Well-placed sources with deep knowledge of government policy told Fastmarkets on Wednesday July 1 that the ban – announced by the Ministry of Ecology and Environment a day earlier – does not affect imports of the steelmaking raw material.
Import restrictions imposed since July 2019 have significantly slowed the inflow of ferrous scrap into China. The Chinese government issues limited import quotas for scrap from time to time.
Since the restrictions were put into place, Chinese mills that have strong demand for scrap have been urging the authorities to introduce a new set of standards to allow the reopening of the country to imports, especially since they are now cheaper than domestic supply.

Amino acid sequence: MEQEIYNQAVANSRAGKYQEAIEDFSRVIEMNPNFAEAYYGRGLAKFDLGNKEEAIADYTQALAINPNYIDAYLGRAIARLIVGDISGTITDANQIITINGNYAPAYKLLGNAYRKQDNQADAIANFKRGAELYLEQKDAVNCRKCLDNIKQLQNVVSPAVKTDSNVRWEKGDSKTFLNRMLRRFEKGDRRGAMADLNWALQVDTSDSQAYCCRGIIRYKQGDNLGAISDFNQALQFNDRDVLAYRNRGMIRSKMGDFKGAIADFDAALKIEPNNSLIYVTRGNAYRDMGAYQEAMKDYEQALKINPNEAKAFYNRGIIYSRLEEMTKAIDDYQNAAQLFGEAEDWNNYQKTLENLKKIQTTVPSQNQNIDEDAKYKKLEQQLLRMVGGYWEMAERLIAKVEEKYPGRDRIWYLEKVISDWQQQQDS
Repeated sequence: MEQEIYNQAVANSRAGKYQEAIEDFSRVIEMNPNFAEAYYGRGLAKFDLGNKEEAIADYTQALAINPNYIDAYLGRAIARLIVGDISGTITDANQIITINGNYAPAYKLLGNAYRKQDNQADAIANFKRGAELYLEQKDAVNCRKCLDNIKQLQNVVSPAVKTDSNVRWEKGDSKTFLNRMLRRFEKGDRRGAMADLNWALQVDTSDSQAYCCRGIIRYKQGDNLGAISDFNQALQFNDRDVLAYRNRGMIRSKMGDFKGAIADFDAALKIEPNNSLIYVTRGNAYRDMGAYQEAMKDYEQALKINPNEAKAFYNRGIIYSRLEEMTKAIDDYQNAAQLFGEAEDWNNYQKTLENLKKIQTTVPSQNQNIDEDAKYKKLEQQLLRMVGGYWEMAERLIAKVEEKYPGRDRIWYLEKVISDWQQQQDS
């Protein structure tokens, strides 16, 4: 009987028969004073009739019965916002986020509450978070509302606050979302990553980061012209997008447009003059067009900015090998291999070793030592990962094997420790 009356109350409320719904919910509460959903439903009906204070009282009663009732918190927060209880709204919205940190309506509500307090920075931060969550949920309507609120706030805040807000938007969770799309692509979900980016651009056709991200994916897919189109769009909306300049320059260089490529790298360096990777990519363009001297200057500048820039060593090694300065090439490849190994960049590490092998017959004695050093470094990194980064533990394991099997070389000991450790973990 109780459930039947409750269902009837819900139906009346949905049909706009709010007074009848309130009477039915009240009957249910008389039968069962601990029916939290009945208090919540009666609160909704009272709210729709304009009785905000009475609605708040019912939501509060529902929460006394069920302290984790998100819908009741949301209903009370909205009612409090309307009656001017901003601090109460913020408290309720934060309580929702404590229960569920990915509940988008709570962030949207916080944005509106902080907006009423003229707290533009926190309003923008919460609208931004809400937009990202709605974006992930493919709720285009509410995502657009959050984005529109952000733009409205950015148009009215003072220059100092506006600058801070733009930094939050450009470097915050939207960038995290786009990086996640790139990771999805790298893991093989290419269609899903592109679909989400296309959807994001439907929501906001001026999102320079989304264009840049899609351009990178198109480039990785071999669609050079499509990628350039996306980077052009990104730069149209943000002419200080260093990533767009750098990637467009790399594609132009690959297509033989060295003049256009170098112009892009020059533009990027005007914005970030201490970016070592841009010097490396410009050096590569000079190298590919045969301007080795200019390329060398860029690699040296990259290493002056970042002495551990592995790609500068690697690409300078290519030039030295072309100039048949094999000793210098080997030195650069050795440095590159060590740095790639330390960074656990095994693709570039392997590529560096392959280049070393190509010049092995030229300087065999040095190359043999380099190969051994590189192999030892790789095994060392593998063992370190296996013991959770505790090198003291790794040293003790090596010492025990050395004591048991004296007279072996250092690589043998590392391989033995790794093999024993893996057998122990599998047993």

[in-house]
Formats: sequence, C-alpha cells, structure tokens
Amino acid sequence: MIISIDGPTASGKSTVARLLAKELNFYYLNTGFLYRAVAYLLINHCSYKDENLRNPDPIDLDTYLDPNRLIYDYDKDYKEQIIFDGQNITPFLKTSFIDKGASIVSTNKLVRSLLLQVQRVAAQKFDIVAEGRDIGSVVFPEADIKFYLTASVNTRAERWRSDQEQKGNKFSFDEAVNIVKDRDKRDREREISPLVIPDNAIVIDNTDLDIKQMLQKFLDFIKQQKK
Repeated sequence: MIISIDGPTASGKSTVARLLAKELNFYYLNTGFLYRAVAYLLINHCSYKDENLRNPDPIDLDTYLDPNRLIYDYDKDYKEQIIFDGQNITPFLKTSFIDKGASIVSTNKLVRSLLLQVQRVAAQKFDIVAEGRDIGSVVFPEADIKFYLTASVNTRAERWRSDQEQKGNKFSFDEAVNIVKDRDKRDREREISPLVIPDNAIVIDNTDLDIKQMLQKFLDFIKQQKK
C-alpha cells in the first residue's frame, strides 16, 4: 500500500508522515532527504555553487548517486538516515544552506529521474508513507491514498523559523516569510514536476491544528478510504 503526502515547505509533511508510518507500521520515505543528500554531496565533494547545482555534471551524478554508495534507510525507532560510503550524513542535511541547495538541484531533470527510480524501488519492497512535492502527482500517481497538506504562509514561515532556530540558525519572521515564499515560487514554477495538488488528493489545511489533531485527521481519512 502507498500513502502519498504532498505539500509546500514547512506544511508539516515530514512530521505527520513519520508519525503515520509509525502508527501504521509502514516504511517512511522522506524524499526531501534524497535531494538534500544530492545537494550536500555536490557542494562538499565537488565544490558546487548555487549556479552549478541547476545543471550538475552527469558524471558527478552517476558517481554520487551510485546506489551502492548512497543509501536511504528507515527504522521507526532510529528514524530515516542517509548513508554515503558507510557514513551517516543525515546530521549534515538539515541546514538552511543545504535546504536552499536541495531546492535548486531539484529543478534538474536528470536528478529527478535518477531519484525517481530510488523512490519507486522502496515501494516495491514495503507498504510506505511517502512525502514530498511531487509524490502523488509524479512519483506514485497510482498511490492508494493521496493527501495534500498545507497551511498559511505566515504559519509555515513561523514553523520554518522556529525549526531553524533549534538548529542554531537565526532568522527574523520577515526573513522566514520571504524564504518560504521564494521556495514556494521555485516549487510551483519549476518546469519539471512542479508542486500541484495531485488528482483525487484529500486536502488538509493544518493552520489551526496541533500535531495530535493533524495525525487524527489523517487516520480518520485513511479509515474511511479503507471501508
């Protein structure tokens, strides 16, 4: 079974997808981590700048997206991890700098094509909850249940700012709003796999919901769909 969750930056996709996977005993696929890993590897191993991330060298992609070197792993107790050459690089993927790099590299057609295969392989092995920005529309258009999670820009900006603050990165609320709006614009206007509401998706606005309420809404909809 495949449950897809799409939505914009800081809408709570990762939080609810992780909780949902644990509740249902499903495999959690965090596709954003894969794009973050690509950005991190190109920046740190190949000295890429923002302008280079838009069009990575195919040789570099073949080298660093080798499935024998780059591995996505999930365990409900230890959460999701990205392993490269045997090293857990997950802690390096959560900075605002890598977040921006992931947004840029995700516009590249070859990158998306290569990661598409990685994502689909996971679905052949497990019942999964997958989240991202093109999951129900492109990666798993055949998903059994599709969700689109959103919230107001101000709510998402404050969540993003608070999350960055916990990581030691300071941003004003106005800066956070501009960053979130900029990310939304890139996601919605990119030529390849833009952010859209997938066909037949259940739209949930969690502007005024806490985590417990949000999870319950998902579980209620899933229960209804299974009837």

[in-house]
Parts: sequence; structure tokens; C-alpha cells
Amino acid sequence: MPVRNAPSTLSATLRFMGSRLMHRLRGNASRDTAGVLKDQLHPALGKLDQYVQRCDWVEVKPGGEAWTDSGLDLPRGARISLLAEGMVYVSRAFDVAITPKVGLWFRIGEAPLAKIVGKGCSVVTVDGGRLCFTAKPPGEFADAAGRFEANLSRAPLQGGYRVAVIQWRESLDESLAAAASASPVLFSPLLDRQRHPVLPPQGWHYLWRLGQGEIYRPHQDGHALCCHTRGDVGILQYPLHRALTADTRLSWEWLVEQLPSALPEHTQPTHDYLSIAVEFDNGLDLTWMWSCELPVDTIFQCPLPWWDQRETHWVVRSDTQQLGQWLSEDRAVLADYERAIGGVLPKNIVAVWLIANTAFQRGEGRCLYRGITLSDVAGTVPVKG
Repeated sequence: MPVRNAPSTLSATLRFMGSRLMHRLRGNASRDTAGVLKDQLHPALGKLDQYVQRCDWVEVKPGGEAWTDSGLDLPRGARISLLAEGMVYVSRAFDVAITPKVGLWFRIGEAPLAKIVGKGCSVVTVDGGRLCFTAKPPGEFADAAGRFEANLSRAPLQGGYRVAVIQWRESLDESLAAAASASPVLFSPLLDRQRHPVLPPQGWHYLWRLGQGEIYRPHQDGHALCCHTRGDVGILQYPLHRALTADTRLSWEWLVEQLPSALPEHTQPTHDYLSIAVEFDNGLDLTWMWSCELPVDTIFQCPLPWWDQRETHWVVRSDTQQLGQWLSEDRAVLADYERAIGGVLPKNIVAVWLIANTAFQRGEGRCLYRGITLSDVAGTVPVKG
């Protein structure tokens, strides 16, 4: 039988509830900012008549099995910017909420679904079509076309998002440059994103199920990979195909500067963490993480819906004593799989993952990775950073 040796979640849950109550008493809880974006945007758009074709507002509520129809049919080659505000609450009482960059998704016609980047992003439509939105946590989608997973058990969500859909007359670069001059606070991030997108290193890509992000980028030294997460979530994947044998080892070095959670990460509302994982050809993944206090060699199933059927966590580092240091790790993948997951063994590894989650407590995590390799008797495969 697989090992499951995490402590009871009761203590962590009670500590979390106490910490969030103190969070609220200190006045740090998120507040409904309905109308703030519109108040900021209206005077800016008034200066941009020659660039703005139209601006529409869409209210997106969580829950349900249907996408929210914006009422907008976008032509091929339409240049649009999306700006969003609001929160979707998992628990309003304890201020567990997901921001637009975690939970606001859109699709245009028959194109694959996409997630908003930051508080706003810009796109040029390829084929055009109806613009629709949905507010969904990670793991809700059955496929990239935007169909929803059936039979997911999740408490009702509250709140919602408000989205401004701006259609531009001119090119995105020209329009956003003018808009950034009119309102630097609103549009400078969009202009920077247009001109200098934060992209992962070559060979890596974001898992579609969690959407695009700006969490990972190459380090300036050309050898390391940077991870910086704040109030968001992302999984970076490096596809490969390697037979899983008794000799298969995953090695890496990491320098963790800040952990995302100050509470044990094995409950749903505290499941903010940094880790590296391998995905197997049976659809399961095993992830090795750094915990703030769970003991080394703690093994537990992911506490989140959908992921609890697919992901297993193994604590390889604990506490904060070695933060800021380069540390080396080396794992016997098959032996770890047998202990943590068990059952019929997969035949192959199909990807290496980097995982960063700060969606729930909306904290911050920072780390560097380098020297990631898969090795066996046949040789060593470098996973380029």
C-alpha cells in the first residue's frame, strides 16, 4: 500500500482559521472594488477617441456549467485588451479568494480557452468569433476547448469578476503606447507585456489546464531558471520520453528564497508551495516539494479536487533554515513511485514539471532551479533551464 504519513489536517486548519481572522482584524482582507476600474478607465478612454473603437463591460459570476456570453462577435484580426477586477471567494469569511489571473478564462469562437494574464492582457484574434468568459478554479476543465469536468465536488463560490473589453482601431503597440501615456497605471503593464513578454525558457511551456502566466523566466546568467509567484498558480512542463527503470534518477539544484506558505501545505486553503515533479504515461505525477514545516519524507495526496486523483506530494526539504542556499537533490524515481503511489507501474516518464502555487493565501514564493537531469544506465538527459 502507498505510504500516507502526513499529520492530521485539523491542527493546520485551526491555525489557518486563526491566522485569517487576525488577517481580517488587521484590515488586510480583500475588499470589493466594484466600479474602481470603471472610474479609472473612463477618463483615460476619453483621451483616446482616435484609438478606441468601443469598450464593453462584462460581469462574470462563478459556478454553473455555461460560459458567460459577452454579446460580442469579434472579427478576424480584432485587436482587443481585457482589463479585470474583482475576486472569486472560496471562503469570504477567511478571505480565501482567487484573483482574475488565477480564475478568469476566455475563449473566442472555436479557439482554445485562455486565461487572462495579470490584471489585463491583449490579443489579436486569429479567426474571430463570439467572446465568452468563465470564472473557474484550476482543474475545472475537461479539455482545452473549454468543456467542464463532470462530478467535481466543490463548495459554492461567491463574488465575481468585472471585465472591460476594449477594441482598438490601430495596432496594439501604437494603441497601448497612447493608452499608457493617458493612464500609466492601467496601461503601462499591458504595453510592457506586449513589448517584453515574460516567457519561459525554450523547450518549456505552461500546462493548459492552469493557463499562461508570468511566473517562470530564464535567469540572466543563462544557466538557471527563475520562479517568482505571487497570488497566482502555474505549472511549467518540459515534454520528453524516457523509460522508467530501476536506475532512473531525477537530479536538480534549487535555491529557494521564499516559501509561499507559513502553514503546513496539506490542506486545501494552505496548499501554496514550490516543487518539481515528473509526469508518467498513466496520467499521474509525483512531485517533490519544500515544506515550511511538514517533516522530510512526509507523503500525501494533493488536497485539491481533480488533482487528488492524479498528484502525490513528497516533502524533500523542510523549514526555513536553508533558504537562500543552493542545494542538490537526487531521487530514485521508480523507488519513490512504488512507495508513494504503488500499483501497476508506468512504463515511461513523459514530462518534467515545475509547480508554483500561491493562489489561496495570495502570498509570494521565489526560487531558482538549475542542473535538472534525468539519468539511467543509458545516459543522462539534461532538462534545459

For instance, Fastmarkets’ assessment for steel scrap heavy scrap domestic, delivered mill China was at 2,600-2,640 yuan ($368-373) per tonne including value-added tax on June 29, while that for steel scrap H2 export, fob main port Japan was ¥24,000-24,500 ($223-227) on June 24.
Sources in and out of China expect new scrap imports standards to be implemented in the first quarter of 2021, though a source at the China Association of Metal Scrap Utilization – one of the entities tasked with drawing up the new standards – said it was hard to give a timeline of the rollout at this stage.